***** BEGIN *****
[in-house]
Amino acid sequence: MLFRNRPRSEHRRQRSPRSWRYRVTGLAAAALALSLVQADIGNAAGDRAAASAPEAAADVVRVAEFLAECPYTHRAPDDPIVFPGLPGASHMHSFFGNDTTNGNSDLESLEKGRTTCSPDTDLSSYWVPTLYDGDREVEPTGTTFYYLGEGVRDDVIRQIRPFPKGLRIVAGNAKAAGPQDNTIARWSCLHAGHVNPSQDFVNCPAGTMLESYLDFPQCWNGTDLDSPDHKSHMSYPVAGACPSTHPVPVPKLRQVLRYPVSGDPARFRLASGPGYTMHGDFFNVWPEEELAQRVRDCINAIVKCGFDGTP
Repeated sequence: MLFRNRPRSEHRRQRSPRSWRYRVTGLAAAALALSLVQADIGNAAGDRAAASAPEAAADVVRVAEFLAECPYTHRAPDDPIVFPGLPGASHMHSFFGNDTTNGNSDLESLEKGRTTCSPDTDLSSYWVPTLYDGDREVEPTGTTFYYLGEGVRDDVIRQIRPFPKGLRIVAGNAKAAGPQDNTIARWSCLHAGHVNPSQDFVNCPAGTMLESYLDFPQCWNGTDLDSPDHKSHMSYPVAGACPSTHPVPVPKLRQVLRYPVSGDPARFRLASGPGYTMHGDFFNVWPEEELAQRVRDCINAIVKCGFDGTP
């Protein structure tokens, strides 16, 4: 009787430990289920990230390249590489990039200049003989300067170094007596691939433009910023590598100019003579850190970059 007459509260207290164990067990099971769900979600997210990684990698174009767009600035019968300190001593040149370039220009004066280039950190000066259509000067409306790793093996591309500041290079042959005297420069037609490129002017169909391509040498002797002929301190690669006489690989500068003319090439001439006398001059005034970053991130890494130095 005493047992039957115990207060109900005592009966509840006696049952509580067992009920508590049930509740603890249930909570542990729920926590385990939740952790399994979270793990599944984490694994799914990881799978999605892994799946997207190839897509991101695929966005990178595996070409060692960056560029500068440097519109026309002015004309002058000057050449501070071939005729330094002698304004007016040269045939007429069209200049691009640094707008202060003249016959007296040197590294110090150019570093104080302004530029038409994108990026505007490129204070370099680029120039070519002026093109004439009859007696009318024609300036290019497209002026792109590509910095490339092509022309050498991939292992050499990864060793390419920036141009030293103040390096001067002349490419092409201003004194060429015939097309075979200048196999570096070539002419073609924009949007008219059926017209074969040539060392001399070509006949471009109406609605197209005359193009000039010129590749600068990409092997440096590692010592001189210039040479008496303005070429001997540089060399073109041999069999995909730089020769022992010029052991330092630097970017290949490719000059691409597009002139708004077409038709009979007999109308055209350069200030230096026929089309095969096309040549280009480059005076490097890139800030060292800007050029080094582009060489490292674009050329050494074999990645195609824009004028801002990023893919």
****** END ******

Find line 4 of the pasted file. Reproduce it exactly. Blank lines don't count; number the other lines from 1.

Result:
């Protein structure tokens, strides 16, 4: 009787430990289920990230390249590489990039200049003989300067170094007596691939433009910023590598100019003579850190970059 007459509260207290164990067990099971769900979600997210990684990698174009767009600035019968300190001593040149370039220009004066280039950190000066259509000067409306790793093996591309500041290079042959005297420069037609490129002017169909391509040498002797002929301190690669006489690989500068003319090439001439006398001059005034970053991130890494130095 005493047992039957115990207060109900005592009966509840006696049952509580067992009920508590049930509740603890249930909570542990729920926590385990939740952790399994979270793990599944984490694994799914990881799978999605892994799946997207190839897509991101695929966005990178595996070409060692960056560029500068440097519109026309002015004309002058000057050449501070071939005729330094002698304004007016040269045939007429069209200049691009640094707008202060003249016959007296040197590294110090150019570093104080302004530029038409994108990026505007490129204070370099680029120039070519002026093109004439009859007696009318024609300036290019497209002026792109590509910095490339092509022309050498991939292992050499990864060793390419920036141009030293103040390096001067002349490419092409201003004194060429015939097309075979200048196999570096070539002419073609924009949007008219059926017209074969040539060392001399070509006949471009109406609605197209005359193009000039010129590749600068990409092997440096590692010592001189210039040479008496303005070429001997540089060399073109041999069999995909730089020769022992010029052991330092630097970017290949490719000059691409597009002139708004077409038709009979007999109308055209350069200030230096026929089309095969096309040549280009480059005076490097890139800030060292800007050029080094582009060489490292674009050329050494074999990645195609824009004028801002990023893919």